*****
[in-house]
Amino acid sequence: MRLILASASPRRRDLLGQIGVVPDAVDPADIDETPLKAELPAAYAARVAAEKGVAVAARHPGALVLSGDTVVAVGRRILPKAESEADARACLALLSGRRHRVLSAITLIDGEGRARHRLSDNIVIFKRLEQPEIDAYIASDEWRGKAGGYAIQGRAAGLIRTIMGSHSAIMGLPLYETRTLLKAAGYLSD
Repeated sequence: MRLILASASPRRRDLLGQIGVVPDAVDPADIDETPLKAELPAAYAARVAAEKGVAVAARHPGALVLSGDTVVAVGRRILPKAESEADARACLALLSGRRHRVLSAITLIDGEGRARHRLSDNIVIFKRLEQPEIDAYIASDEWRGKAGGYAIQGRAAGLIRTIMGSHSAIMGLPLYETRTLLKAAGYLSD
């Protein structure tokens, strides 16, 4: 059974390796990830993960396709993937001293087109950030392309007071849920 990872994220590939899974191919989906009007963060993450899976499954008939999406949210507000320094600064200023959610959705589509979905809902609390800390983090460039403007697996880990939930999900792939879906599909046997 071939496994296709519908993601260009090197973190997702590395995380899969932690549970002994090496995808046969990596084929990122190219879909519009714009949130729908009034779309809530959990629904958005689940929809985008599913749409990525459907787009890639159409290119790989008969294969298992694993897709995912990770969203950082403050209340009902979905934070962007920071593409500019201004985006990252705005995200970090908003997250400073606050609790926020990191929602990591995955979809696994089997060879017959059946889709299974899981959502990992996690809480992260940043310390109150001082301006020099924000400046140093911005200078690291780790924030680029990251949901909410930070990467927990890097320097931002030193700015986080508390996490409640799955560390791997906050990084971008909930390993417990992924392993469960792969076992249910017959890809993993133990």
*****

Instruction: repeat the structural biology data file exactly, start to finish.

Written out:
[in-house]
Amino acid sequence: MRLILASASPRRRDLLGQIGVVPDAVDPADIDETPLKAELPAAYAARVAAEKGVAVAARHPGALVLSGDTVVAVGRRILPKAESEADARACLALLSGRRHRVLSAITLIDGEGRARHRLSDNIVIFKRLEQPEIDAYIASDEWRGKAGGYAIQGRAAGLIRTIMGSHSAIMGLPLYETRTLLKAAGYLSD
Repeated sequence: MRLILASASPRRRDLLGQIGVVPDAVDPADIDETPLKAELPAAYAARVAAEKGVAVAARHPGALVLSGDTVVAVGRRILPKAESEADARACLALLSGRRHRVLSAITLIDGEGRARHRLSDNIVIFKRLEQPEIDAYIASDEWRGKAGGYAIQGRAAGLIRTIMGSHSAIMGLPLYETRTLLKAAGYLSD
């Protein structure tokens, strides 16, 4: 059974390796990830993960396709993937001293087109950030392309007071849920 990872994220590939899974191919989906009007963060993450899976499954008939999406949210507000320094600064200023959610959705589509979905809902609390800390983090460039403007697996880990939930999900792939879906599909046997 071939496994296709519908993601260009090197973190997702590395995380899969932690549970002994090496995808046969990596084929990122190219879909519009714009949130729908009034779309809530959990629904958005689940929809985008599913749409990525459907787009890639159409290119790989008969294969298992694993897709995912990770969203950082403050209340009902979905934070962007920071593409500019201004985006990252705005995200970090908003997250400073606050609790926020990191929602990591995955979809696994089997060879017959059946889709299974899981959502990992996690809480992260940043310390109150001082301006020099924000400046140093911005200078690291780790924030680029990251949901909410930070990467927990890097320097931002030193700015986080508390996490409640799955560390791997906050990084971008909930390993417990992924392993469960792969076992249910017959890809993993133990």